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Euroband… Its like Eurovision with a dash more Eurovision Written by on February 7, 2011

Unashamedly a work of love by Eurovision fans for Eurovision fans, Euroband’s 2008 album “This is My Life” isn’t going to win any Grammy awards, but it’s full of energy an enthusiasm for the Song Contest.

Opening up the album is Fridrik Omar and Regina Osk’s own Eurovision entry, and the album’s titular track, a track I’m sure everyone is familiar with, which blends almost seamlessly into “Don’t Leave Without Me Now“, which of course is Celine Dion’s winning song. Finally, a version of the 1988 winner that I’m happy to listen to more than once.

When you have all this dancefloor filling speed, it’s a bit of a surprise to hear the slow tempo used with Wig Wam’s “In My Dreams” turned into a bit of a ballad (or at least the slow when you can get comfortable with someone while ordering a drink). It’s a good change of gears both for the song and the album itself.

I’m still not sure on this version of  “A Ba Ni Bi”, it seems too fast (even when you take Wig Wam out of the playlist). This is one of the dangers of an album like this, the huge amount of familiarity that the listeners will have with the source material. But on the flipside of that, there are songs here that you just can’t dance to the original, no matter how catchy they are.

That’s the strength of Euroband, in taking the original and preserving as much as possible while taking it to a 21st Century dancefloor. Yes even “Hold Me Now“, although Johnny Logan has sung that winner in every genre possible, so the song has already proved malleable enough.

There’s a pattern coming through here, just like any dance floor needs – a few fast ones, then throw in a slower one to get people buying drinks. So now it’s time for a slower one. Unfortunately  “By Your Side” is the weakest song on the album, and lacks any recognition to help the listener get into the song. It’s going to take a hardcore fan to spot where this is from.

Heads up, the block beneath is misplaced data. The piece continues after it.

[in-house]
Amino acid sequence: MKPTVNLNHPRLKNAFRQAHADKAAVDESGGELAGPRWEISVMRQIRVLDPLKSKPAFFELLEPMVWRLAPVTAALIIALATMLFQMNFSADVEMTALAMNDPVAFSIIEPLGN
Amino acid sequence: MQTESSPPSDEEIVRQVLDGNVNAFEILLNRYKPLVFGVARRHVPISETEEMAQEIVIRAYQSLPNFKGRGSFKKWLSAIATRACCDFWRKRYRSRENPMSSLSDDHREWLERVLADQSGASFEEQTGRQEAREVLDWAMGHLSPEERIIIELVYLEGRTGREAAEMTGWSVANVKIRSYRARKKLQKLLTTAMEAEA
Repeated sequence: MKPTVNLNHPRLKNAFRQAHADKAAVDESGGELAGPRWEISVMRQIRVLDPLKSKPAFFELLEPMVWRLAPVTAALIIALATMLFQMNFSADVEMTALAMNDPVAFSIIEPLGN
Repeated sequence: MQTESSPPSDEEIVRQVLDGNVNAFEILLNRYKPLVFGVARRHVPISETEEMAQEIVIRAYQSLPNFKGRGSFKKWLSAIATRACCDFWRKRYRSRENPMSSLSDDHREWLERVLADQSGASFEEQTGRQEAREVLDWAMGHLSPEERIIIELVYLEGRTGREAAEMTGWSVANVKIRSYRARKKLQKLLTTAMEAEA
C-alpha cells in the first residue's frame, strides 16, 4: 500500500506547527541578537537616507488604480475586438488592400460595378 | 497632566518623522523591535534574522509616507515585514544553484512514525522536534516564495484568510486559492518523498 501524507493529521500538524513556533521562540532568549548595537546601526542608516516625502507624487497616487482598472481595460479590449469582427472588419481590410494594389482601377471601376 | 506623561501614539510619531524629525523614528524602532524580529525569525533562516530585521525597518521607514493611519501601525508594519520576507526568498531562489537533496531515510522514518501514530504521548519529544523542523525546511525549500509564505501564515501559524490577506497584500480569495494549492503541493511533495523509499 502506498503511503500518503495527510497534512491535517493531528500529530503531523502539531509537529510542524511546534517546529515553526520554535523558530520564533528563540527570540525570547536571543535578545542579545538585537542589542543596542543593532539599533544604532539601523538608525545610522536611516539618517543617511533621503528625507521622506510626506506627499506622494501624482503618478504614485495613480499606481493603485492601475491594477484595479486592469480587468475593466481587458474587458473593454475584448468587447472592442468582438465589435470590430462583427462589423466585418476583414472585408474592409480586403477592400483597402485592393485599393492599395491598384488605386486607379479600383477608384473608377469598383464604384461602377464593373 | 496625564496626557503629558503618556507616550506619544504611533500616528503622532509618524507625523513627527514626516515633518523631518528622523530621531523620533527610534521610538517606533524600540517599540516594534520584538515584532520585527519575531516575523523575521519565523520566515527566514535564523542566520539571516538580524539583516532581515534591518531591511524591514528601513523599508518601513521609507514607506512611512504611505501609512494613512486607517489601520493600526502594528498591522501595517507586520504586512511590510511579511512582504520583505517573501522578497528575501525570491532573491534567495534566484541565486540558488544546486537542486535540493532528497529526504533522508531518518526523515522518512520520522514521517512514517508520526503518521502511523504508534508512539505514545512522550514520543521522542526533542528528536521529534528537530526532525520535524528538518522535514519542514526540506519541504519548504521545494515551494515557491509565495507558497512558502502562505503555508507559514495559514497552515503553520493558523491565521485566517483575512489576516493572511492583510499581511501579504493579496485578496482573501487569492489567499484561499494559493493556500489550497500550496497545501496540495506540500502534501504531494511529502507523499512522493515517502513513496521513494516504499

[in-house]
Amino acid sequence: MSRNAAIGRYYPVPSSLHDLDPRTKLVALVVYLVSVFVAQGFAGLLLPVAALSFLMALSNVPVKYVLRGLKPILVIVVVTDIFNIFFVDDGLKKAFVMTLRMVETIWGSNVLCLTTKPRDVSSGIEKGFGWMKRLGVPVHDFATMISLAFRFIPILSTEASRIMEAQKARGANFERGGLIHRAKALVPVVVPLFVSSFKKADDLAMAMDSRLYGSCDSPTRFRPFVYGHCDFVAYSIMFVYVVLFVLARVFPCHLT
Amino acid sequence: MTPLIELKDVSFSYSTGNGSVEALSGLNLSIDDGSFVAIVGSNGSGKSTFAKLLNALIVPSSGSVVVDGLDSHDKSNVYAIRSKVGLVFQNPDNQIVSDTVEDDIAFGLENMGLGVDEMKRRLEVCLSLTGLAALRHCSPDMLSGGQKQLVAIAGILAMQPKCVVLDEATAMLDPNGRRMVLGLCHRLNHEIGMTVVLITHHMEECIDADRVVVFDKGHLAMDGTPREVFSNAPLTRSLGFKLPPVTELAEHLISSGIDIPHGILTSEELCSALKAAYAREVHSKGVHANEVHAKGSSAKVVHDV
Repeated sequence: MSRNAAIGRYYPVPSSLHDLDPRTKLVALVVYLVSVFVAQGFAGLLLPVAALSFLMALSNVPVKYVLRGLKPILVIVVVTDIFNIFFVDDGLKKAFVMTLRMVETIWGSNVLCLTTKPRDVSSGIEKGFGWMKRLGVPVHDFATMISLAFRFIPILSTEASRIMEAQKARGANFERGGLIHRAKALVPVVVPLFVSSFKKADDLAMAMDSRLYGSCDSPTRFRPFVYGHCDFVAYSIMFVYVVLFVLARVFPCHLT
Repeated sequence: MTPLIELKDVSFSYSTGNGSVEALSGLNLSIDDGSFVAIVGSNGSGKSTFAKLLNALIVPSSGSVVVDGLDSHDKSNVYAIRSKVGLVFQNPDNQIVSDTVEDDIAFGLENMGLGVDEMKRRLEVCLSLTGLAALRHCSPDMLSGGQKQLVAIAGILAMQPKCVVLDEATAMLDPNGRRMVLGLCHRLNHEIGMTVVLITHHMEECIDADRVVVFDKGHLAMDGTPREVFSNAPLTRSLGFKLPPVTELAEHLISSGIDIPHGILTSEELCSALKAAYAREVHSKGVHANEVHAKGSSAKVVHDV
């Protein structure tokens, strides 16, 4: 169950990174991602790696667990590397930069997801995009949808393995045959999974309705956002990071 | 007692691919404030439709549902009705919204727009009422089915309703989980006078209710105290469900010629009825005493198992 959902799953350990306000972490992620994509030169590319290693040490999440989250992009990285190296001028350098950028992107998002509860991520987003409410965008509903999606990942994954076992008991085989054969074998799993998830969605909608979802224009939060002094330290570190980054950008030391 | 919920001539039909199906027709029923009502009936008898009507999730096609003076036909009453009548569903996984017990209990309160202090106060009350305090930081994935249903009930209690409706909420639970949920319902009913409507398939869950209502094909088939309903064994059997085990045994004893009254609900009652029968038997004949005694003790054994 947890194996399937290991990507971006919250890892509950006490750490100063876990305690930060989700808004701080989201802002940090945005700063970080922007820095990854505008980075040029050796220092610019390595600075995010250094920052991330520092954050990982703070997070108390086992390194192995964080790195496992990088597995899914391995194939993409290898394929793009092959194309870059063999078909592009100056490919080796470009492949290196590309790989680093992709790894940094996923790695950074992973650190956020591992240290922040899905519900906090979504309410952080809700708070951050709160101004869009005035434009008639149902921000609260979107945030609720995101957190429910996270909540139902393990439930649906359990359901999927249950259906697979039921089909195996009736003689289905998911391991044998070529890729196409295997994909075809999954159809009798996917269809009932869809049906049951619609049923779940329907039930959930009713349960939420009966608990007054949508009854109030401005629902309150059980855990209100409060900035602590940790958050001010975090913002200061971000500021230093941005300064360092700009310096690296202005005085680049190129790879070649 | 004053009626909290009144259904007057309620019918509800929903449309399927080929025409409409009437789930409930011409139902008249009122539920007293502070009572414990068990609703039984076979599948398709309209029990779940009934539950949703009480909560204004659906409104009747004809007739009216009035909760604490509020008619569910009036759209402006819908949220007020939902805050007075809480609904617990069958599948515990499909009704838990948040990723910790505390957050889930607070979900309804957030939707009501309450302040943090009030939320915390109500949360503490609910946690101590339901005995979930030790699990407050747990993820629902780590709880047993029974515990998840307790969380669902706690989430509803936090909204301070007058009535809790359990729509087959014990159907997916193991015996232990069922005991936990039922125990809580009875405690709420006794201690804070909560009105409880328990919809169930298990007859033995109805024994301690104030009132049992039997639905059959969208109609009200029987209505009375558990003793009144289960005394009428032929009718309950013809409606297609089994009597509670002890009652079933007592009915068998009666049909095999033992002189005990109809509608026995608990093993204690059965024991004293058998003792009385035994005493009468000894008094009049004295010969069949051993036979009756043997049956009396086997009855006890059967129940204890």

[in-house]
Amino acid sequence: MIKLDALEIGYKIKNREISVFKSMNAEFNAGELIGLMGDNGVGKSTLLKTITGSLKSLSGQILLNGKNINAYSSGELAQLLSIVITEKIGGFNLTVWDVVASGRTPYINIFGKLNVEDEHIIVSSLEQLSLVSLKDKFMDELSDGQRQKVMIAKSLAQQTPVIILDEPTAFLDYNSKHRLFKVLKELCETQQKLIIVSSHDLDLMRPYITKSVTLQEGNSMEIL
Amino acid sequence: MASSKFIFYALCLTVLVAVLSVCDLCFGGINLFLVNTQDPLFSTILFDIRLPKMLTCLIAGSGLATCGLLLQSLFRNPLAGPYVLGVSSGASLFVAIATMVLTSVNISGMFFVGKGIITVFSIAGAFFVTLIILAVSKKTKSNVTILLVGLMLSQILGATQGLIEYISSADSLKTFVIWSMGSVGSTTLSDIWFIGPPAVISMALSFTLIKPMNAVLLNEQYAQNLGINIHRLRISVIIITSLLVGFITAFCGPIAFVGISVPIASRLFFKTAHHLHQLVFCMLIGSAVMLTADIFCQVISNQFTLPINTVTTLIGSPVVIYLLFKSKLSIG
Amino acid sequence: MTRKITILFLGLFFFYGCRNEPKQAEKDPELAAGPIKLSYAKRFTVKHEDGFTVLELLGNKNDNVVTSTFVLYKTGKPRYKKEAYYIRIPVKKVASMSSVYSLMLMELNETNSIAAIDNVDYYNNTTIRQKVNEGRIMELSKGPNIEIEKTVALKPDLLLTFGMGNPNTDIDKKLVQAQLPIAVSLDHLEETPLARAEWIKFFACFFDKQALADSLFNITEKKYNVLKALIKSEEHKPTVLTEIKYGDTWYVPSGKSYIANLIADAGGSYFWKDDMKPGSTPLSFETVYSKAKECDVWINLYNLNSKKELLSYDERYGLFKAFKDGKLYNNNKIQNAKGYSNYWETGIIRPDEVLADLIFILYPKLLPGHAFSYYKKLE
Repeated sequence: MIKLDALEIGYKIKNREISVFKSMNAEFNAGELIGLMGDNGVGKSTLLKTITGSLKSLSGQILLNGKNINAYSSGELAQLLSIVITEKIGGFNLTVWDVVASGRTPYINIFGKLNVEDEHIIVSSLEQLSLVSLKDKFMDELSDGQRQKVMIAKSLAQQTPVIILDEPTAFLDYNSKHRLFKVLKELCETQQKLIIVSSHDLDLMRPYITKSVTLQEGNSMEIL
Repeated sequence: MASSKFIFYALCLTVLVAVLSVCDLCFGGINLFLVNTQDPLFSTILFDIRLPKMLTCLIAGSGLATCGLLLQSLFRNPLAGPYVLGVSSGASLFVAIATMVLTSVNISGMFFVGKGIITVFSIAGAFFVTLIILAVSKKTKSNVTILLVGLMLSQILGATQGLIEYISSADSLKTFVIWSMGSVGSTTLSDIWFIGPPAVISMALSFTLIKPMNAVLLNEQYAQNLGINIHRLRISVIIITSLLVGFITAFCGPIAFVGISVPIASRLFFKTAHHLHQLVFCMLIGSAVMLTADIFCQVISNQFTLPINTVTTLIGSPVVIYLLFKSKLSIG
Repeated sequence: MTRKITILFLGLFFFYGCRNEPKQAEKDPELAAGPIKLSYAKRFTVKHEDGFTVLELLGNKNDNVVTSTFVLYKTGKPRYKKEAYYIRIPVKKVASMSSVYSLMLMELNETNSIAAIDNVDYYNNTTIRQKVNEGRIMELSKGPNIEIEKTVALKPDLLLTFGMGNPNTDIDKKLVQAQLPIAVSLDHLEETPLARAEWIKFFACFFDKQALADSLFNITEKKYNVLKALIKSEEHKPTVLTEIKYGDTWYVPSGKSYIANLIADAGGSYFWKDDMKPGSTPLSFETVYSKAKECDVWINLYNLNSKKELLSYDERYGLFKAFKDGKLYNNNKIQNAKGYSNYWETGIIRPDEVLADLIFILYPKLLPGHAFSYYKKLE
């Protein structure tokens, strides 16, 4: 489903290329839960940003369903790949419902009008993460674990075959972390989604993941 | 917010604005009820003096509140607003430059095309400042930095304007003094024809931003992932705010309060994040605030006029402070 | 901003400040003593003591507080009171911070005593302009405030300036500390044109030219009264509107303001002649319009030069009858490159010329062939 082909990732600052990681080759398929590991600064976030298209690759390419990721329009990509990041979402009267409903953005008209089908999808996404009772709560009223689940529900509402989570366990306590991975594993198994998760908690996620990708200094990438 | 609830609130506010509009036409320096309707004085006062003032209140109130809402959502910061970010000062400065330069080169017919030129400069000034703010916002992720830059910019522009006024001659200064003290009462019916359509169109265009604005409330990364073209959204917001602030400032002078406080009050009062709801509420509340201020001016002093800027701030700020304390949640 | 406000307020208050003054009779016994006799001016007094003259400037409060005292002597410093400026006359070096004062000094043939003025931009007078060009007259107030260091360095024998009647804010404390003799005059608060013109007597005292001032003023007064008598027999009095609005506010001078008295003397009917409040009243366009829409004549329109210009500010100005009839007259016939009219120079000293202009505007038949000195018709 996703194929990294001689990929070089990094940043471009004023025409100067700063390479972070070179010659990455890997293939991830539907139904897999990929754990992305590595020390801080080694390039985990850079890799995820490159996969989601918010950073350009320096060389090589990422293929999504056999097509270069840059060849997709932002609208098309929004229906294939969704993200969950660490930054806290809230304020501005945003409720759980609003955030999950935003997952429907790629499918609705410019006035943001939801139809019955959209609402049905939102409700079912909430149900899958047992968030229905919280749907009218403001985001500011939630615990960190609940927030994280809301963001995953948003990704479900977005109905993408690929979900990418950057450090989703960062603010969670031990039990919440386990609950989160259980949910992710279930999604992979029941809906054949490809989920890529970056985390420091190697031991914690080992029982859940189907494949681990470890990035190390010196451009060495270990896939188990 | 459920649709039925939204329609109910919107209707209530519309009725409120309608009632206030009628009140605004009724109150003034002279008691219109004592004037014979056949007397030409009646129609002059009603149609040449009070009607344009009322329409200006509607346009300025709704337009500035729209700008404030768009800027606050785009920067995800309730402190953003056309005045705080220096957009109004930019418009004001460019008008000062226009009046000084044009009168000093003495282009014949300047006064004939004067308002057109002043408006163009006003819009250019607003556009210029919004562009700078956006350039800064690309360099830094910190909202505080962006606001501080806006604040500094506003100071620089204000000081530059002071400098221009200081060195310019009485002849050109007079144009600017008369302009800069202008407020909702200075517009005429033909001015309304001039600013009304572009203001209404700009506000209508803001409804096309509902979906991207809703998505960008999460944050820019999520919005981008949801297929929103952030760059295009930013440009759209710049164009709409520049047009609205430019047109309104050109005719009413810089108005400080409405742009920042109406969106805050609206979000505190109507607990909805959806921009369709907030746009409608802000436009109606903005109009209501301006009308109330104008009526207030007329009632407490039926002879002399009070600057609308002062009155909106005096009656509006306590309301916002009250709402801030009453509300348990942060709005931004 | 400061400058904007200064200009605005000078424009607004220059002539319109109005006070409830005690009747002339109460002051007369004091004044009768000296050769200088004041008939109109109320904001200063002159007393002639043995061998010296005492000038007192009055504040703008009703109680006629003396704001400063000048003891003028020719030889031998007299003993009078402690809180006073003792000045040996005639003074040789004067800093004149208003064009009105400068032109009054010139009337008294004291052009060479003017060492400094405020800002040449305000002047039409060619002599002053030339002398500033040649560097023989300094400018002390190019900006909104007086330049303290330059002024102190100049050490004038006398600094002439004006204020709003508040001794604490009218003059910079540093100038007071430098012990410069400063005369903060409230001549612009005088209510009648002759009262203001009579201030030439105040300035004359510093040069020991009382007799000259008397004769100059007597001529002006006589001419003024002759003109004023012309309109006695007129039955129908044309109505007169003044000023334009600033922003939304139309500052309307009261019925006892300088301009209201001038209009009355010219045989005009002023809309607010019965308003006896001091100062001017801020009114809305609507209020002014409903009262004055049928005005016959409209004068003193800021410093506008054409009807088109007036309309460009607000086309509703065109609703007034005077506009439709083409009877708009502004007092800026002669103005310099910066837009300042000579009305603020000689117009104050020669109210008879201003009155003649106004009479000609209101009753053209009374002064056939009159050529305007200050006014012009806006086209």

Fridrik gets his moment next, with “Fire” bringing the mood back up and showing his musical chops with “Thinking of You”.

And then it’s the totally mad, but perfect sound, of “Making Your Mind Up” but in Icelandic. “Vid Sigrum Ad Ari” pretty much sums up the album. It’s fun, a bit light and frothy, instantly danceable to, requiring not much more in terms of concentration than having ‘fun’ switched on in your brain.

The Credheadz remix of “This is My Life” closes the album, bringing us back to where we all started, thirty minutes later in our lives, hopefully with a smile. It’s one for the more dedicated Eurovision fan (and fans of Euroband, obviously), so our regular readers should love it.

This is my Life is published by Hands Up Music and is available for digital download from Icelandic Music.

About The Author: Ewan Spence

British Academy (BAFTA) nominated broadcaster and writer Ewan Spence is the voice behind The Unofficial Eurovision Song Contest Podcast and one of the driving forces behind ESC Insight. Having had an online presence since 1994, he is a noted commentator around the intersection of the media, internet, technology, mobility and how it affects us all. Based in Edinburgh, Scotland, his work has appeared on the BBC, The Stage, STV, and The Times. You can follow Ewan on Twitter (@ewan) and Facebook (facebook.com/ewanspence).

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